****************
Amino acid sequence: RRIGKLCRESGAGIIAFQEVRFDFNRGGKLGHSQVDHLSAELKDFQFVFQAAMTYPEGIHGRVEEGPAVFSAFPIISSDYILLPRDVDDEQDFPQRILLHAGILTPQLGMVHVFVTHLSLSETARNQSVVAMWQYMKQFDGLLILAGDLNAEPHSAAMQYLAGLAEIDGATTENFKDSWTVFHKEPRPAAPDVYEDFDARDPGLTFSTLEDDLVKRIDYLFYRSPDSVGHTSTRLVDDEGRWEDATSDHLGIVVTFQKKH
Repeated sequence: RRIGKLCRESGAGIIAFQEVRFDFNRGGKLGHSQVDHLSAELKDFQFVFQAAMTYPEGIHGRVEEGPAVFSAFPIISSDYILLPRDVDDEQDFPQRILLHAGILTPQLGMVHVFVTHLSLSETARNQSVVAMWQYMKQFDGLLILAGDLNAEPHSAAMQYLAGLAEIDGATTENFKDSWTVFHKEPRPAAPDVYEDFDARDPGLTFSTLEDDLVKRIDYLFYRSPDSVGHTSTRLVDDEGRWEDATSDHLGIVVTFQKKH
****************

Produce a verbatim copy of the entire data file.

Amino acid sequence: RRIGKLCRESGAGIIAFQEVRFDFNRGGKLGHSQVDHLSAELKDFQFVFQAAMTYPEGIHGRVEEGPAVFSAFPIISSDYILLPRDVDDEQDFPQRILLHAGILTPQLGMVHVFVTHLSLSETARNQSVVAMWQYMKQFDGLLILAGDLNAEPHSAAMQYLAGLAEIDGATTENFKDSWTVFHKEPRPAAPDVYEDFDARDPGLTFSTLEDDLVKRIDYLFYRSPDSVGHTSTRLVDDEGRWEDATSDHLGIVVTFQKKH
Repeated sequence: RRIGKLCRESGAGIIAFQEVRFDFNRGGKLGHSQVDHLSAELKDFQFVFQAAMTYPEGIHGRVEEGPAVFSAFPIISSDYILLPRDVDDEQDFPQRILLHAGILTPQLGMVHVFVTHLSLSETARNQSVVAMWQYMKQFDGLLILAGDLNAEPHSAAMQYLAGLAEIDGATTENFKDSWTVFHKEPRPAAPDVYEDFDARDPGLTFSTLEDDLVKRIDYLFYRSPDSVGHTSTRLVDDEGRWEDATSDHLGIVVTFQKKH